Simons Investigator John Sutherland received the Royal Society’s 2014 Darwin Medal on August 5 in recognition of “his novel and convincing work on prebiotic chemistry, in particular his solution to the central problem of nucleoside synthesis.” Sutherland is one of 19 investigators working on the Simons Collaboration on the Origins of Life, a program aiming to advance understanding of the processes that led to the emergence of life.
The Darwin Medal is awarded every two years for distinguished work in biology, particularly in the fields of evolution, population biology, organismal biology and biological diversity. Established in 1890 in memory of Charles Darwin, the award is presented to early to mid-career scientists who are citizens of Commonwealth countries or the Irish Republic.
“I am delighted to be awarded the Darwin Medal for my group’s work on prebiotic chemistry,” says Sutherland.“And I think that it is good for the field that a body as august as the Royal Society recognizes the origin of life as an active research subject worthy of recognition.”
Sutherland and his team study how the chemicals on early Earth WERE synthesized to create the first biological molecules carrying DNA or RNA, proteins and lipids. While previous theories of the emergence of biology suggested that one of these subsystems evolved first and the others followed, Sutherland and his team discovered that particular plausible conditions on early Earth — including UV light and hydrogen cyanide — may have given rise to all the subsystems in concert.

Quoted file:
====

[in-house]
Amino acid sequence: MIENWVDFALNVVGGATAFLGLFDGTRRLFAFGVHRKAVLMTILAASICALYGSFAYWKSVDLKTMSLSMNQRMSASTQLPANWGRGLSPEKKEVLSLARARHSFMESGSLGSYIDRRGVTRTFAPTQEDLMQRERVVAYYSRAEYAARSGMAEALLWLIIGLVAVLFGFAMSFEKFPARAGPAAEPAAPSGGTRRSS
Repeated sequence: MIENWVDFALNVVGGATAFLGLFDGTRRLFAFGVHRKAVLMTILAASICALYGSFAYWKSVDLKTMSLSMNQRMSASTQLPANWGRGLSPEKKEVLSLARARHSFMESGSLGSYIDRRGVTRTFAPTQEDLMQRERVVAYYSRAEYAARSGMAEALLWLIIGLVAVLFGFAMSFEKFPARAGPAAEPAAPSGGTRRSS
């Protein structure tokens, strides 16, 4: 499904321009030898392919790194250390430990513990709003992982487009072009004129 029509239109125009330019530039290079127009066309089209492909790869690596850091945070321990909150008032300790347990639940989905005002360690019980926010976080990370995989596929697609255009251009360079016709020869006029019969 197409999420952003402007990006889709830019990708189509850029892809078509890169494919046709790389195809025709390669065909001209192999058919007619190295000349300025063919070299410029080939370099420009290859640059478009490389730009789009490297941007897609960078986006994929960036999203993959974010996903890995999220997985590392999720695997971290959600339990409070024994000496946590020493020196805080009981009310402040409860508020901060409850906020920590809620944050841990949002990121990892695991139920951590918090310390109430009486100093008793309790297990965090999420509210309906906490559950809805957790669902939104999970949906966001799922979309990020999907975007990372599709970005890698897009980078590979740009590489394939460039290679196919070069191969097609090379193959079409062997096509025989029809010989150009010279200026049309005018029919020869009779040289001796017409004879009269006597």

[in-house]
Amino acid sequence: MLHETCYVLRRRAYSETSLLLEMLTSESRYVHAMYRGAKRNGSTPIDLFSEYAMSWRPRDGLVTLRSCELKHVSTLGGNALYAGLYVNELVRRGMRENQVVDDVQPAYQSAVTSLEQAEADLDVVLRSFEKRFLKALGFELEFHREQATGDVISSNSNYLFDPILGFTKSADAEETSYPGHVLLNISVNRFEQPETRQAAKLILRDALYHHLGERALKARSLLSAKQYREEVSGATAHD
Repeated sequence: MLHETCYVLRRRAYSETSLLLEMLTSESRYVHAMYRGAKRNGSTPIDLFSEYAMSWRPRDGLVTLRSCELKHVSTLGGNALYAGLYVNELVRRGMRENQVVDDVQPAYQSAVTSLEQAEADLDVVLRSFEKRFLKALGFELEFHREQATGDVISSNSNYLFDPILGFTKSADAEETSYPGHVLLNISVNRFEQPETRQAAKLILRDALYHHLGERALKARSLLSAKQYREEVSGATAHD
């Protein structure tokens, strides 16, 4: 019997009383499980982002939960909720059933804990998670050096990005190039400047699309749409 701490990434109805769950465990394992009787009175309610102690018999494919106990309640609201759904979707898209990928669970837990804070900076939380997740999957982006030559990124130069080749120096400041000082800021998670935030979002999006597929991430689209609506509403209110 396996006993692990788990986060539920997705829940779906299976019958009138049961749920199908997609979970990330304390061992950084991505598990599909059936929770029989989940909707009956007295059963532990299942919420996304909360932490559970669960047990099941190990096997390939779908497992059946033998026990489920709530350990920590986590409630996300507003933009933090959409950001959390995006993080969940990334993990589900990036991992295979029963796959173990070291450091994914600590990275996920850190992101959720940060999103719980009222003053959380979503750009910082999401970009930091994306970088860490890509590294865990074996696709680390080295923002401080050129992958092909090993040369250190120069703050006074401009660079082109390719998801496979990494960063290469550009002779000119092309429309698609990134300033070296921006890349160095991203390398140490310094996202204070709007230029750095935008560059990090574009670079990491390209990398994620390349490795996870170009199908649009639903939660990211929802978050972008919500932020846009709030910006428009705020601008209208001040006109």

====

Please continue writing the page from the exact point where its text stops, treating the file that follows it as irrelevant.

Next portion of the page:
After breaking this crucial ground, Sutherland and his group are now examining the ways in which the most basic building blocks of life could have assembled into larger macromolecules necessary for life.
“In this work, we are only really limited by our imagination,” says Sutherland.